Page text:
OBI-WAN KENOBI Review - Does Ewan McGregor's Long-Awaited Return As The Iconic Jedi Live Up To Expectations?

OBI-WAN KENOBI Review - Does Ewan McGregor's Long-Awaited Return As The Iconic Jedi Live Up To Expectations?

Following the premiere of the first two episodes of Obi-Wan Kenobi on Disney+ earlier today, we're now sharing our verdict on the limited series! Be warned, though, that some minor spoilers do follow...

By JoshWilding - May 27, 2022 06:05 AM EST
Filed Under: Star Wars

Say what you will about the Star Wars prequels, but it’s hard to imagine anyone other than Ewan McGregor playing Obi-Wan Kenobi. The actor was excellent as a younger version of the iconic character made famous by Alec Guinness in A New Hope and we’d argue that, by the time all was said and done, he’d actually made "Ben" entirely his own. Of course, while we got to witness Obi-Wan’s failure to prevent Anakin Skywalker from turning to the Dark Side, George Lucas left it up to us to imagine how this character went from a broken Jedi Master to the wise, incredibly powerful recluse we found all those years later (or earlier depending on the order you watched the films in) on Tatooine. Disney+’s Obi-Wan Kenobi is now filling in the gaps, and in these first two episodes, the stage is set for a journey that’s already left us wanting more from McGregor as this iconic Jedi beyond just the four episodes we obviously know are on the way. 

The first instalment does a tremendous job of driving home the monotony of Ben’s existence watching over Luke, though it’s apparent that after cutting himself off from the Force in an effort to keep the boy safe, Obi-Wan has lost his way and is no longer the brave hero who once leapt into action to battle the likes of General Grievous and his former friend in Revenge of the Sith. There’s almost an element of cowardice to Ben when we find him, but as his nightmares remind us, Obi-Wan has been through so much trauma that it’s really no wonder he can’t face the thought of being the man he once was. Whether it’s fear, PTSD or, more likely a combination of both, Kenobi is a broken man and McGregor’s performance is phenomenal and fascinating to watch. He brings an incredible amount of depth to this role, with even just a passing look on the Jedi’s face enough to make the audience feel what he is beneath the surface. The actor’s return as Obi-Wan has been long-discussed and highly anticipated, and everything we see here just goes to show it was worth the wait. That remains the case when we head into the second episode and watch this hero pushed to his limits after being forced to leave Tatooine in an effort to rescue the young Princess Leia. 

As this story unfolds, we meet some fun supporting characters (Kumail Nanjiani is a delight as Haja, a crook with a heart of gold) and spend a fair bit of time with the Sith Inquisitors. Rupert Friend’s Grand Inquisitor looks considerably better in action than some of the shots we’ve seen in trailers and stills, and while he doesn’t have quite the same commanding presence as Jason Isaacs did in Star Wars Rebels, his portrayal of the villain is undeniably intimidating. Moses Ingram’s Reva is the main antagonist thus far, though the actor doesn’t yet seem fully comfortable playing a villain who is clearly meant to be a little more complex than her fellow fallen Jedi. There’s room for that to be better explored over the next four weeks, but whether Ingram is a strong enough performer to really do this character justice is currently up for debate. Something just isn’t clicking into place quite yet, and while there are moments where she’s very good, Ingram's Reva doesn’t currently feel as terrifying or interesting as she needs to be.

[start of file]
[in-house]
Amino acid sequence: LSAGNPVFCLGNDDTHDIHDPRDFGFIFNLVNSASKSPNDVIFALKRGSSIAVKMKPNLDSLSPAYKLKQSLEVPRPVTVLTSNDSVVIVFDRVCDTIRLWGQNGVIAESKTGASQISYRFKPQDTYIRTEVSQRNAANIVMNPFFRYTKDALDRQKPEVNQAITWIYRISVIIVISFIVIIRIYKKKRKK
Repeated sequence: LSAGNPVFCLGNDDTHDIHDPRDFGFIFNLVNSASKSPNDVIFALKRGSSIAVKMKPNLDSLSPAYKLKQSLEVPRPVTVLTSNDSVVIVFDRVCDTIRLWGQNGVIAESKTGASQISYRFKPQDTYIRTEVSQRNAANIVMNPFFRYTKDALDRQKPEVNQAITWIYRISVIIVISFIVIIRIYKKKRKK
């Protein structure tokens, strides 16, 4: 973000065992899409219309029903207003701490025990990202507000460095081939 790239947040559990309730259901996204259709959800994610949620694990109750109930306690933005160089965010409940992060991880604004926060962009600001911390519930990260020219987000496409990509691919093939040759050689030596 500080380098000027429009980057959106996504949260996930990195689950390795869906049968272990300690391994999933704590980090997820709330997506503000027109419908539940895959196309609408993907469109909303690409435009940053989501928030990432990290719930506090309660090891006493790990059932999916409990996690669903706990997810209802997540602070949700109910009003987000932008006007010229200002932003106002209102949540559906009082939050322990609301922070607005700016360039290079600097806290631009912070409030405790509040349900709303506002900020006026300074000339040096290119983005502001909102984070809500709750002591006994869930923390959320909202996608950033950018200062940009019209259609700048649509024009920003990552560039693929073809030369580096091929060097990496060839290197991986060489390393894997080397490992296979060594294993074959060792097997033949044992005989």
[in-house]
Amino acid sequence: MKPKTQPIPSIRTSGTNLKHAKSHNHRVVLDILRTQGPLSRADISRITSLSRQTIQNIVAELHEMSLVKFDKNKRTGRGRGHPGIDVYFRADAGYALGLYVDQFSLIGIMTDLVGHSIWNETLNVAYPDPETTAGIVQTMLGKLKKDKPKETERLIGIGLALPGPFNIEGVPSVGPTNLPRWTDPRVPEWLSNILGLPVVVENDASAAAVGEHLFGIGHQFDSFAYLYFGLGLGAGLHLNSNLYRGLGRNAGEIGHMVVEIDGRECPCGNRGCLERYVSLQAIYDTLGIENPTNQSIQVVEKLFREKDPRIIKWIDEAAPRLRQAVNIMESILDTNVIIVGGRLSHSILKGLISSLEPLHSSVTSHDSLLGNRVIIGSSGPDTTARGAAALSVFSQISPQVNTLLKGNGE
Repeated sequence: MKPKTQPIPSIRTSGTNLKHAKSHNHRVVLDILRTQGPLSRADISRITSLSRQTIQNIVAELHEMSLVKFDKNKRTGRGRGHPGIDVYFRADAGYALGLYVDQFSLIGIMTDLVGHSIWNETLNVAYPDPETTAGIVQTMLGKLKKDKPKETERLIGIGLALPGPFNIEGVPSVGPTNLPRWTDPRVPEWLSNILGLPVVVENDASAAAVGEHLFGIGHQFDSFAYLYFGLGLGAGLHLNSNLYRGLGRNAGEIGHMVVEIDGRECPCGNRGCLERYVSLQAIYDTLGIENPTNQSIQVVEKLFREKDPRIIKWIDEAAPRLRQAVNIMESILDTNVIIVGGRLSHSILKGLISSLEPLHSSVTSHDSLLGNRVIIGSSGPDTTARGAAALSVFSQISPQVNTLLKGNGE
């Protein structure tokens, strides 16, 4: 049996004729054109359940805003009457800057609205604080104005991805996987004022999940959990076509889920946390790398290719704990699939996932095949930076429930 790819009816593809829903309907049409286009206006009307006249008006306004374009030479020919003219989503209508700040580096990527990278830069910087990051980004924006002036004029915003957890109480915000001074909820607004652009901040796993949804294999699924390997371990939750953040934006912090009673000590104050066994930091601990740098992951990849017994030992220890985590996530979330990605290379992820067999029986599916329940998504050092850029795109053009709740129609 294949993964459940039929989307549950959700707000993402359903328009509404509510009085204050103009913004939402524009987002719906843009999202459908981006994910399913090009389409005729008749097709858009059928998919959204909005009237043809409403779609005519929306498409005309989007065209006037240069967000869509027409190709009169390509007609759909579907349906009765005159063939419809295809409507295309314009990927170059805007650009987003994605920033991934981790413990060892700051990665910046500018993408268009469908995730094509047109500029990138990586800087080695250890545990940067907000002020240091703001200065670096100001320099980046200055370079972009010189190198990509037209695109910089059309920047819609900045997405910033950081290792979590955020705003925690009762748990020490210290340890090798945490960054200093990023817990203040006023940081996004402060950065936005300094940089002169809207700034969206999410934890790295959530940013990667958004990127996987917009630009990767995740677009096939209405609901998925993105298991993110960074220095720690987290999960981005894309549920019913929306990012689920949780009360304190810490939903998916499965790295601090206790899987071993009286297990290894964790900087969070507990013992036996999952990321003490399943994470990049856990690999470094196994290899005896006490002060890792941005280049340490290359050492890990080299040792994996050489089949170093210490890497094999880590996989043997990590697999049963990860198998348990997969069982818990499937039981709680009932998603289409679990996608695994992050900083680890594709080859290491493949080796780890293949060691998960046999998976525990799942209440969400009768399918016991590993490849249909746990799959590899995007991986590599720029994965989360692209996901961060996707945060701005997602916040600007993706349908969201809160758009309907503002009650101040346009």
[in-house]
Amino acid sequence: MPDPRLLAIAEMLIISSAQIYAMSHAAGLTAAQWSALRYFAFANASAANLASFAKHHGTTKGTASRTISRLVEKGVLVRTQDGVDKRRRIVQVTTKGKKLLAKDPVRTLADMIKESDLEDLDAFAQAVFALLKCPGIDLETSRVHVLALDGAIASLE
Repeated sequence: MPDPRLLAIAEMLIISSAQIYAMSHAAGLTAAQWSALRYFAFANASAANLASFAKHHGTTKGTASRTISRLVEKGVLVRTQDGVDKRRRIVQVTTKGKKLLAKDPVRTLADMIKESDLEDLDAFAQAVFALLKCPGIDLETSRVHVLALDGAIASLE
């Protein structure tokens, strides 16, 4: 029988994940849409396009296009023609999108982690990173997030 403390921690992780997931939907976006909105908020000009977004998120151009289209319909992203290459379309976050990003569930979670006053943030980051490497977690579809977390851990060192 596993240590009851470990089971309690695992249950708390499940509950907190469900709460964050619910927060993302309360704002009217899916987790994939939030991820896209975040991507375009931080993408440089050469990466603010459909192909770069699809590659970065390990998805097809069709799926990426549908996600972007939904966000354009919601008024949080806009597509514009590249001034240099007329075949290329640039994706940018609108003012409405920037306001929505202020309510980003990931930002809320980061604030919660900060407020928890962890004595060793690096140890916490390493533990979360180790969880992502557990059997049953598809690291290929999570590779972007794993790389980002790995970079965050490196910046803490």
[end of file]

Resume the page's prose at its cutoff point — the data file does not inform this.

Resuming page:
Vivien Lyra Blair, however, gives McGregor a run for his money as the scene-stealing young Leia Organa. It’s hard to imagine Carrie Fisher being anything other than proud of this formidable, witty, and highly enjoyable portrayal of the Princess. Blair does the scrappy Leia we met in A New Hope justice, and we’d say the rumoured decision to shift focus from Luke to her was the right one for Obi-Wan Kenobi.

Director Deborah Chow has already established herself as an expert storyteller in the Star Wars Universe after helming some of The Mandalorian’s best episodes, and handing the reigns of Obi-Wan Kenobi to her was a wise move on Lucasfilm’s part. Joined by Head Writer Joby Harold, the filmmaker continues to expand this Galaxy Far, Far Away in satisfying, meaningful ways, and never makes the mistake of prioritising fan service over strong storytelling and character work. There are a lot of fan-pleasing moments (including some unmissable cameos), but it’s the small moments that really help make this series special. Obi-Wan’s interactions with some familiar faces from this franchise’s past are evidence of that, while his dynamic with Leia promises to be a highlight of the show moving forward. With four episodes left and a certain Sith Lord yet to fully make his presence felt, there’s still a lot of story left to be told, but this is a strong start and one that sets the stage for what feels like an unmissable, must-see addition to the Star Wars mythos. Bolstered by stellar action, Natalie Holt’s moving score, and visuals that should make fans of the prequels and sequels happy, Obi-Wan Kenobi feels like the full package and exactly the series Star Wars fans have been waiting for. 

Obi-Wan Kenobi is a showcase for the immense talents of Ewan McGregor and Vivien Lyra Blair, and after just two episodes, it's already on a par with The Mandalorian as the best Star Wars TV series yet.

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ninerstreet - 5/27/2022, 9:23 AM
I agree wholeheartedly!
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